For the kids, it's all fun and games, but today's gang task force event at the East Lake Recreation Center carries a serious message to parents.
"Research indicates that illiteracy is a big problem in the inner city. We know from the research that prison officials make their annual projection of the number of cells that they build from year to year based on young children not being able to read well and comprehend well by grade three," says Fred Houser with the Gang Task Force.
"I think if we can get more parents to participate and understand how important a GED or getting a 12th grade education is, that they become a role model to their kids, and I think if we can get it to catch on like that, we could sort of like educate a lot of people in how important education is," adds Skip Eberhardt, founder of Saving Kids, Instilling Pride.
The gang task force also seeks to incorporate the Hispanic community, which continues to grow in Hamilton County.
"The comprehensive gang assessment says that with the increase of the Hispanic community, we will most likely see an increase in Hispanic gang violence, gang activity. So what we are trying to do now is be smart about it, be proactive so we don't have to be as reactive further on down the road," Houser says.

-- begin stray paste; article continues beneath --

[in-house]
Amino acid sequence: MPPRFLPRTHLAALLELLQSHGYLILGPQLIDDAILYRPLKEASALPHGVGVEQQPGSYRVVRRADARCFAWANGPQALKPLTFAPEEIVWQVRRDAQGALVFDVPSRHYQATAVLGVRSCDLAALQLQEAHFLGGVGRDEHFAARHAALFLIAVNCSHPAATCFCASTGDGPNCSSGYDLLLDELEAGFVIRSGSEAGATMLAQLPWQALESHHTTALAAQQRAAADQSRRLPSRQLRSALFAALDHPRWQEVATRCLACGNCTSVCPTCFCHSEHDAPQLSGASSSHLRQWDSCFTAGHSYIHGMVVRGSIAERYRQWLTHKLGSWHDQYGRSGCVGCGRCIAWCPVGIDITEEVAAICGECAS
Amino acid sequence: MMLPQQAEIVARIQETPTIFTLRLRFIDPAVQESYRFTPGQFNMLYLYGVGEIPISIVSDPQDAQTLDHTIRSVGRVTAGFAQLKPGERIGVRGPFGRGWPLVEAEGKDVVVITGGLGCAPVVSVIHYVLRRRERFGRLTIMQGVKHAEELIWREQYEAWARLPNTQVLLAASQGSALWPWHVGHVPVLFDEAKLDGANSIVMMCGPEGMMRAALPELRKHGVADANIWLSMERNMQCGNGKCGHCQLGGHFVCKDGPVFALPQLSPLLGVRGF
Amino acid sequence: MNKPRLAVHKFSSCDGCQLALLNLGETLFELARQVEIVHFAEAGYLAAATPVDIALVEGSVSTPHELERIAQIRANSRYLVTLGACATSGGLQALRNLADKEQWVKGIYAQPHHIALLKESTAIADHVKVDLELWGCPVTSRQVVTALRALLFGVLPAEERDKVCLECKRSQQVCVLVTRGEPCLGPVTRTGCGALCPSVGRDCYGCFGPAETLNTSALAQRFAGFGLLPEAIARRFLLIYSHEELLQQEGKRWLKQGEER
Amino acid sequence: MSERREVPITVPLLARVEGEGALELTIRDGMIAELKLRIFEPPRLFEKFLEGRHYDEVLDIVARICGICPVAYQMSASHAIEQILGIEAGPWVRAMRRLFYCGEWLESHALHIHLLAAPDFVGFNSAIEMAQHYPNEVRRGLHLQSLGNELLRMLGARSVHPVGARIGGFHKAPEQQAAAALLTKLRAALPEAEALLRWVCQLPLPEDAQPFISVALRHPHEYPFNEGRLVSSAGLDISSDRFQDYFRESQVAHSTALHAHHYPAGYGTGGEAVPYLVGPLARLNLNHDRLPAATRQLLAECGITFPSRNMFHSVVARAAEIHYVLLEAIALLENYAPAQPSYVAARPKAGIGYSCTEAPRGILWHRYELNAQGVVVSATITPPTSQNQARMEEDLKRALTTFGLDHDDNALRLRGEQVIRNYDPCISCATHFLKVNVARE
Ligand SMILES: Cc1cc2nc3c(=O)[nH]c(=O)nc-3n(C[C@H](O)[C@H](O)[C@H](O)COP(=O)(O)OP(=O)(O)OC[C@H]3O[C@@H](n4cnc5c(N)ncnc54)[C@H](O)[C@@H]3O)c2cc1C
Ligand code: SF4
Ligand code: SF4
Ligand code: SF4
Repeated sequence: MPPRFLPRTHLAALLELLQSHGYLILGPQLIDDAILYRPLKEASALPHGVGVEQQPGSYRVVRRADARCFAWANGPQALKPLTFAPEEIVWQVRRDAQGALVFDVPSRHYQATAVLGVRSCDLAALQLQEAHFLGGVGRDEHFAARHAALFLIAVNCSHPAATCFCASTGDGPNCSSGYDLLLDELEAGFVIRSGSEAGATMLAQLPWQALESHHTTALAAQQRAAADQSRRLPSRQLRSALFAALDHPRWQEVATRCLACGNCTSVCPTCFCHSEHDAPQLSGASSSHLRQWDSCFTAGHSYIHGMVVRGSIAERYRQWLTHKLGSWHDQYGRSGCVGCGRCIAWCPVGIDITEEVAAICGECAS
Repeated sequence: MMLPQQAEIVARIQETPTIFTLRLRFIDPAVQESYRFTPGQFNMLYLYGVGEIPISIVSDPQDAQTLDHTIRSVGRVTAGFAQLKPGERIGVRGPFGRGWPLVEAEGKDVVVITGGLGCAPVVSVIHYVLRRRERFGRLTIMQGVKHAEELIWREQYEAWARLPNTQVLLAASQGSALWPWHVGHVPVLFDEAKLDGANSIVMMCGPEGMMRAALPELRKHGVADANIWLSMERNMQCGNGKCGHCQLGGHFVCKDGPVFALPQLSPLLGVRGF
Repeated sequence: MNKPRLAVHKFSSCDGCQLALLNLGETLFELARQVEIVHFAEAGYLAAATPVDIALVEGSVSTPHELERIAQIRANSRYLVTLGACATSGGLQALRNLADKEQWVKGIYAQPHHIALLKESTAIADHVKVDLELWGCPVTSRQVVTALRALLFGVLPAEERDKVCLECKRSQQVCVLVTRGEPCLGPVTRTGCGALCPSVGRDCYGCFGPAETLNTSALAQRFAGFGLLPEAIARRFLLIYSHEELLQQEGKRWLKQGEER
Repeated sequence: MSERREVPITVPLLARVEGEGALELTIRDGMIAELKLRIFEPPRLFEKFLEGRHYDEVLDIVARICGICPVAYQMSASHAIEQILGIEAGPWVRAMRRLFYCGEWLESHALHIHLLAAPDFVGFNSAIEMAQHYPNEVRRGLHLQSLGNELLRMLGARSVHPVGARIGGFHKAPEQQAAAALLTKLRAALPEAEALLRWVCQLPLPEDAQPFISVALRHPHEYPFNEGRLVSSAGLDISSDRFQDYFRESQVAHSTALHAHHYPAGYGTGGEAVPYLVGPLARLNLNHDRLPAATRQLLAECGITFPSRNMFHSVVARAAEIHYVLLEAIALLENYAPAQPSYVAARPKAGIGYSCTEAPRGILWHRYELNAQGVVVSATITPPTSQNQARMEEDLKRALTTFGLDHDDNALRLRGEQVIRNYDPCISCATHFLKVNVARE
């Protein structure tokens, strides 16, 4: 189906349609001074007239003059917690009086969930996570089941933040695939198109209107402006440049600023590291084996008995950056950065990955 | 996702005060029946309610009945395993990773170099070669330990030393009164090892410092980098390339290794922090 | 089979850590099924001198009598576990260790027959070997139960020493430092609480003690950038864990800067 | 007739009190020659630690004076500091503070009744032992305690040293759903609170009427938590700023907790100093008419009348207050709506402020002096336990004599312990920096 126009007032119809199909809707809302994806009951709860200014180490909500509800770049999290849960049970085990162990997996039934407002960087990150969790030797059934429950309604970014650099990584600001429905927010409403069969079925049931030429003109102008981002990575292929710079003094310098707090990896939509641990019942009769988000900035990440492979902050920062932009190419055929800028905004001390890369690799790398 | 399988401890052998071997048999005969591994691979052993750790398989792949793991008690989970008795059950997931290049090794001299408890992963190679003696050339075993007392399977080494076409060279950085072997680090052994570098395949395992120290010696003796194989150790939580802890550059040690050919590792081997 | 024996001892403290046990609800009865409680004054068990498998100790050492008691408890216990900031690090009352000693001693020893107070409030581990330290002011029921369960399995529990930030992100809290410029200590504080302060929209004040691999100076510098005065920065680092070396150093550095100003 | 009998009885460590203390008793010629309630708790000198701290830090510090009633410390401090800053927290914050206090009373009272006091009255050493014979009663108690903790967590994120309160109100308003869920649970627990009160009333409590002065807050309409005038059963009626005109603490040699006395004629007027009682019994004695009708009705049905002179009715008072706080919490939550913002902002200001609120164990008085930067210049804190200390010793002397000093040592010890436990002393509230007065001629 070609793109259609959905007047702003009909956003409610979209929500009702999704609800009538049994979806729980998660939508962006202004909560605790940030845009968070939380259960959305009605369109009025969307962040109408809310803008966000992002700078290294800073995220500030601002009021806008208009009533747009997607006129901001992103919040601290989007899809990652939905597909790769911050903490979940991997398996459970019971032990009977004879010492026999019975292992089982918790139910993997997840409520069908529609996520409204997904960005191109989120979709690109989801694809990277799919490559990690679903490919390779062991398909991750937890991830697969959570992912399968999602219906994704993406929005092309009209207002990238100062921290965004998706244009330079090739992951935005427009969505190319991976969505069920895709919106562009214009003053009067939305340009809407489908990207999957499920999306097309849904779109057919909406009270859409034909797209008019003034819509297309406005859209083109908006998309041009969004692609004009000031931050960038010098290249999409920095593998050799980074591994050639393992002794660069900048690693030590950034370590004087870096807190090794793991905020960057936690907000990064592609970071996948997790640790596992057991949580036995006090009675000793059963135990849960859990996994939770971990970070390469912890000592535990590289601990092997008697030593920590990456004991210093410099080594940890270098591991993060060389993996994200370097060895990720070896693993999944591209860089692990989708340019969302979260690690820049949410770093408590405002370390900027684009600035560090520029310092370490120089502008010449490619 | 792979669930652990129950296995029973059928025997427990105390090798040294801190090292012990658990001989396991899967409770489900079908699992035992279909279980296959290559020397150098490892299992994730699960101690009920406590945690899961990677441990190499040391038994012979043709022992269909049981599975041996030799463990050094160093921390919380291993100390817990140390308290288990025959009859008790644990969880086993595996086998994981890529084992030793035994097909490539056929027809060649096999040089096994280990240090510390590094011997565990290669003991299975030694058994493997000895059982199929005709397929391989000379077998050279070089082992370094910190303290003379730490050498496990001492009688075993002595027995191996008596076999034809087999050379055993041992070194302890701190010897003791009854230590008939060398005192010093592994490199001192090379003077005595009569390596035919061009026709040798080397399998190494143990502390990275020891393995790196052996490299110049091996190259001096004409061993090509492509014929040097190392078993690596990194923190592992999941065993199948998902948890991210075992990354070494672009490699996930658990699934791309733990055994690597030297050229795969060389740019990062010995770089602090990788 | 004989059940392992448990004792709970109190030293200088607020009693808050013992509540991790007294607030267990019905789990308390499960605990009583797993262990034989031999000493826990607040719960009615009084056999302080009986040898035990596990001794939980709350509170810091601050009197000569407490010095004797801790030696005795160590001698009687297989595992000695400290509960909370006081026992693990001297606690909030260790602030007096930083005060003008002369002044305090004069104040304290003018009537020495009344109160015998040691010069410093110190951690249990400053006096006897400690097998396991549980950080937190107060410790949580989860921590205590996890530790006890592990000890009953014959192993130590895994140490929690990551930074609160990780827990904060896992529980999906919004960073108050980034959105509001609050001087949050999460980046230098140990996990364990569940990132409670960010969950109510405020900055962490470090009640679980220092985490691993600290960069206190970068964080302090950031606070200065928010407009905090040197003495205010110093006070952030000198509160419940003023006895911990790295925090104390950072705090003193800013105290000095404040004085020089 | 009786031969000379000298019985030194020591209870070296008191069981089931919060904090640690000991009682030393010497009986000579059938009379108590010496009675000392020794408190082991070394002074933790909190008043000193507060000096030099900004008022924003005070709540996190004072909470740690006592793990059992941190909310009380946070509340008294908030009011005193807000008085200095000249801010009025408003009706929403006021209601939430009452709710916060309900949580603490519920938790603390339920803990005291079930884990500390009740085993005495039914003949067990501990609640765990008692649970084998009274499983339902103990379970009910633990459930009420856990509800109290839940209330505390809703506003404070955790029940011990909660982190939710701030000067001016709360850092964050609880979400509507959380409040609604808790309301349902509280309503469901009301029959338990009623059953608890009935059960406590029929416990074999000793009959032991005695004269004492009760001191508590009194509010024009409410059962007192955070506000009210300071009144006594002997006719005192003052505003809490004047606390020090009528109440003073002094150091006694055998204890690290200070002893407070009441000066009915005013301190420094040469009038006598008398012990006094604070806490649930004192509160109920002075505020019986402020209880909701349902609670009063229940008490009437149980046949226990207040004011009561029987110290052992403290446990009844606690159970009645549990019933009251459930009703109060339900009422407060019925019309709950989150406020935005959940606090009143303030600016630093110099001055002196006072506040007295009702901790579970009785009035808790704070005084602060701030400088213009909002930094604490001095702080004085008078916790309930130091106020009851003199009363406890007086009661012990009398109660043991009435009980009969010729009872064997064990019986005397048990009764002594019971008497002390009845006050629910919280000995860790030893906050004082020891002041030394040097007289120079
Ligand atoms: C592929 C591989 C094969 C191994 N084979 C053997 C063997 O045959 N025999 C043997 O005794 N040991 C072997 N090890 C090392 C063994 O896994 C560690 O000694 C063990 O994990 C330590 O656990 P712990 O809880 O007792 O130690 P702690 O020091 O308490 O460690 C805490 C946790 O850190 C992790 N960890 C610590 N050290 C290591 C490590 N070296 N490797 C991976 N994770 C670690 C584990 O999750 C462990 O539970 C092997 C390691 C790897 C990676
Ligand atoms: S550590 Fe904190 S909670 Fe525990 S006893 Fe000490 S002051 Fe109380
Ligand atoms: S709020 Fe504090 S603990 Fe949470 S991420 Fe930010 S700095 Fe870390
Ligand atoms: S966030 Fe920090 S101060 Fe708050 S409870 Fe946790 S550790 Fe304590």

"We just hope that the entire community will realize that if we want to thrive as a community we need to collaborate and there is people in place that want to start being good examples in the inner city and hopefully individuals will realize that literacy is the way to go, that literacy is how you make opportunities and maximize your potential," adds Jose Perez, founder of MaxiMYze.
A future that they hope leads to fewer gang members and more community leaders.
"We really hope that through literacy we really start to link ourselves with other cultures and to link ourselves with the other cultures and start to promote and reveal what we bring to the table and how we can help make a community thrive," Perez says.